The GNU Guix project invented G-Expressions to make it easier to "stage" data or code, in the form of S-Expressions, for later manipulation or evaluation. They are similar to S-Expressions, hence the name, but they provide useful code staging features beyond what can be easily accomplished with just "quasiquote" and "unquote". A high-level object (such as a Guix package) can be included in a G-Expression; the transitive dependencies of that high-level object will then be automatically carried along with the G-Expression. When the G-Expression is converted to an S-Expression and stored on disk for later manipulation or evaluation, the high-level object will be automatically "lowered" to an appropriate representation (such as the package's output path) via a "compiler". Compared to direct manipulation of S-Expressions, G-Expressions can provide a simpler and more intuitive way to stage data or code.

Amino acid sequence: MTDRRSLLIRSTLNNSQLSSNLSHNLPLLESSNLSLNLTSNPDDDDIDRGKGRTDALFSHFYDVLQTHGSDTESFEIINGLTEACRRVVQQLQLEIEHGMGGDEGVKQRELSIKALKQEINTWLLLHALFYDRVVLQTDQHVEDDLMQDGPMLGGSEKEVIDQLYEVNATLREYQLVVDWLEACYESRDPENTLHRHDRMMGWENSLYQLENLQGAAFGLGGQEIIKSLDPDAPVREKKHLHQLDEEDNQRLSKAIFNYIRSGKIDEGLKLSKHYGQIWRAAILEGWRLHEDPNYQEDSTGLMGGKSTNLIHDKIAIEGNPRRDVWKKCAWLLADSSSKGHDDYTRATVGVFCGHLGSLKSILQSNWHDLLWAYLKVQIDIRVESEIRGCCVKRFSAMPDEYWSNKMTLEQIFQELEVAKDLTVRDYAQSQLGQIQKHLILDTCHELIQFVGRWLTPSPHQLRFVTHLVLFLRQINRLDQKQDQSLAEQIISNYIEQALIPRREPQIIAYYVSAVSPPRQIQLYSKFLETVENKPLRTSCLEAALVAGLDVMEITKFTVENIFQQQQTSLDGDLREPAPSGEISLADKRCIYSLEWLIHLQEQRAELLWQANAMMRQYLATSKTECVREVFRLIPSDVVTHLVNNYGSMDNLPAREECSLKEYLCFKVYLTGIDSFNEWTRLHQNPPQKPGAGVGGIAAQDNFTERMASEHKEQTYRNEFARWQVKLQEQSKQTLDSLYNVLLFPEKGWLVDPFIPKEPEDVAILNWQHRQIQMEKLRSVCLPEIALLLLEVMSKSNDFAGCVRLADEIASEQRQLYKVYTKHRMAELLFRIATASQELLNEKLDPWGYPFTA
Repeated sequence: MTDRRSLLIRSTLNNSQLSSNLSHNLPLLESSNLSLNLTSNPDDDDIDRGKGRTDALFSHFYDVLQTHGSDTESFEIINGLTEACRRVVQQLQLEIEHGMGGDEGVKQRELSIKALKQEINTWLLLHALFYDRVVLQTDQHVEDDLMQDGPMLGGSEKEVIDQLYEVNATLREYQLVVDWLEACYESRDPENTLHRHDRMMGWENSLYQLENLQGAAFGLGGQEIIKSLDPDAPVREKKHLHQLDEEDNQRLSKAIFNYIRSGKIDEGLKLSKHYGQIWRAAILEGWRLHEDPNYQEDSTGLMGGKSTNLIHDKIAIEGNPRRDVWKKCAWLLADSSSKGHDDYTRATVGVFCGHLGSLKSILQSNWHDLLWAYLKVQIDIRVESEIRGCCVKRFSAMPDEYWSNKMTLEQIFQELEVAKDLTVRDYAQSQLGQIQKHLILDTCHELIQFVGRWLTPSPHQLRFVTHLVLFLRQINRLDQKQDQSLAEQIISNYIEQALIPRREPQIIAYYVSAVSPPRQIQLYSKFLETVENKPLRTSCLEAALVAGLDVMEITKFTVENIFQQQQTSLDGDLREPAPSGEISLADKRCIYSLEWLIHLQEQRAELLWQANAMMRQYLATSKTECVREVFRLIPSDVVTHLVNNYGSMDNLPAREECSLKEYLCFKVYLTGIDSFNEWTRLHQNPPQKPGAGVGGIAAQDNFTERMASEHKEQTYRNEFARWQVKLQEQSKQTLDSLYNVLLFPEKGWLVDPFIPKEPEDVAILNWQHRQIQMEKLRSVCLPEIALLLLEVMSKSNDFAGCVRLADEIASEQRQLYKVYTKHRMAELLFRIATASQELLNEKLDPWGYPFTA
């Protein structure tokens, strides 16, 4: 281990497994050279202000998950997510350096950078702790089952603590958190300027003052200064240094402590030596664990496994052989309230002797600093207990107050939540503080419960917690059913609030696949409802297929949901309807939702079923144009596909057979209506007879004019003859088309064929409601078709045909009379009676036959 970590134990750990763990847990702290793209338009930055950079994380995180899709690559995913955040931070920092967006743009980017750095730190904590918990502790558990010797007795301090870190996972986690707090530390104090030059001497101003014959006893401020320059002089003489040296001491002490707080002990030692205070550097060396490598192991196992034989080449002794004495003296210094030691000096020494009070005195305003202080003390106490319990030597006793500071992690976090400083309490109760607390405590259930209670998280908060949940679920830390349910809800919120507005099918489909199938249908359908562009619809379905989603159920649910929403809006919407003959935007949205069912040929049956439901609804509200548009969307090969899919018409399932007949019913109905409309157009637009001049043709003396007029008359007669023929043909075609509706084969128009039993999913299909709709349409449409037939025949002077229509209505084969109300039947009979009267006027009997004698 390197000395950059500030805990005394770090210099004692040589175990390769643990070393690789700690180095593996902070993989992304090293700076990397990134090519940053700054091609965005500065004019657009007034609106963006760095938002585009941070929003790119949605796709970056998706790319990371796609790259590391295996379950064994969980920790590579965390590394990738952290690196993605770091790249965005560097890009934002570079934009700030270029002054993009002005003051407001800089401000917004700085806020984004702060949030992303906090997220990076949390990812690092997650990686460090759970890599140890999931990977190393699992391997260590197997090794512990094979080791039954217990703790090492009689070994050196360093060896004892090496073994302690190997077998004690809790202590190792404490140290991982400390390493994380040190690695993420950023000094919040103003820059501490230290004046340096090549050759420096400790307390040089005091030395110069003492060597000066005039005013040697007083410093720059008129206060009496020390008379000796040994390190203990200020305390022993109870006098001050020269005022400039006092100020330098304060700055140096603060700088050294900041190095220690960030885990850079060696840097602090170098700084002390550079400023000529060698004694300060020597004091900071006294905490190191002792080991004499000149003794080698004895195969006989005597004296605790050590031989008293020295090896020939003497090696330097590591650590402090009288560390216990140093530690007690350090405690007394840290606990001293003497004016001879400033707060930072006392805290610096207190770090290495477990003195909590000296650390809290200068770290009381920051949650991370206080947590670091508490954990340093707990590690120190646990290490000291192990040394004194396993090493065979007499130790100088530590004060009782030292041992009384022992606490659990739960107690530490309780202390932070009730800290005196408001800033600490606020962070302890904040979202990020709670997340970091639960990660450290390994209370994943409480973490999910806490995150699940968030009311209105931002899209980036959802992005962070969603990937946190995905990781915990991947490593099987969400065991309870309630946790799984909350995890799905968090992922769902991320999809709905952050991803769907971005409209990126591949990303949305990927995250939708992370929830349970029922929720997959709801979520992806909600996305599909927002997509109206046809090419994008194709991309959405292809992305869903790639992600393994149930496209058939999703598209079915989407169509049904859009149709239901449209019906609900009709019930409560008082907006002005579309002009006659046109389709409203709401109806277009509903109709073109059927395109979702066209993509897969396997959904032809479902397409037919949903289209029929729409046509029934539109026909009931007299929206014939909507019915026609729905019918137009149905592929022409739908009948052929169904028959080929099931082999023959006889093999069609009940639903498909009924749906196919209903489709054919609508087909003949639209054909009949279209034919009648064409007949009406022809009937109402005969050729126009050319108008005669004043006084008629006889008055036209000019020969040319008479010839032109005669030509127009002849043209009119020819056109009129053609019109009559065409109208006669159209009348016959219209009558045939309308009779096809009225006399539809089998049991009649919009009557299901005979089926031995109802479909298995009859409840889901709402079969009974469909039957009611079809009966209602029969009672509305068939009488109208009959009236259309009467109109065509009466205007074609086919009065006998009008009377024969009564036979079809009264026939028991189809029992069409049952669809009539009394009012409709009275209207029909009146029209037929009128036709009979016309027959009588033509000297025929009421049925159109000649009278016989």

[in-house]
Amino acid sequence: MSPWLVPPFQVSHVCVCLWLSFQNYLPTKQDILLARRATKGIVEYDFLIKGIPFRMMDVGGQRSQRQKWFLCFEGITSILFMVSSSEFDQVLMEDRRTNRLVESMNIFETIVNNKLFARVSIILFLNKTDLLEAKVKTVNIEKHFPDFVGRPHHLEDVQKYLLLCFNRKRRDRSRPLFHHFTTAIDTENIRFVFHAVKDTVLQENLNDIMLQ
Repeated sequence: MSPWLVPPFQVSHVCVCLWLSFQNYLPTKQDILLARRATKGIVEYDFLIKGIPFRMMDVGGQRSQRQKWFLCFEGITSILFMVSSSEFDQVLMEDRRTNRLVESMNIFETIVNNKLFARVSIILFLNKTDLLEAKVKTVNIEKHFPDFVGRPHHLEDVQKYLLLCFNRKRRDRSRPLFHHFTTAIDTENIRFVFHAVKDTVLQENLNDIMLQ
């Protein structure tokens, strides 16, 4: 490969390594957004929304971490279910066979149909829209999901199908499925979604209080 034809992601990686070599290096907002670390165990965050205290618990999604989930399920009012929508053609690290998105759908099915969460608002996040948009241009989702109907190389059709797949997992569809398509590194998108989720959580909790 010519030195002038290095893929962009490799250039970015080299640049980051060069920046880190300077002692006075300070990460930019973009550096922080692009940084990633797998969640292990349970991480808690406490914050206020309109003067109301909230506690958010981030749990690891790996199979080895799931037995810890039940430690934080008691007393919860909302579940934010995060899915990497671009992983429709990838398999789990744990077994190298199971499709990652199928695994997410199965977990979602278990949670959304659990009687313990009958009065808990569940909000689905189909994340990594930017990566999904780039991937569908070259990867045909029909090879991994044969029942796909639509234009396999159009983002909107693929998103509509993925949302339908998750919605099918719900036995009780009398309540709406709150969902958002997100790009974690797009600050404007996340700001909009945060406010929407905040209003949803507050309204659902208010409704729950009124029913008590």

The Guix project uses G-Expressions to accomplish a wide variety of tasks, including:
Building the latest version of Guix via "guix pull"
Executing the "liberation" procedure to convert Mozilla Firefox's source code into GNU IceCat's source code
Building Docker containers from scratch
Executing activation actions during system boot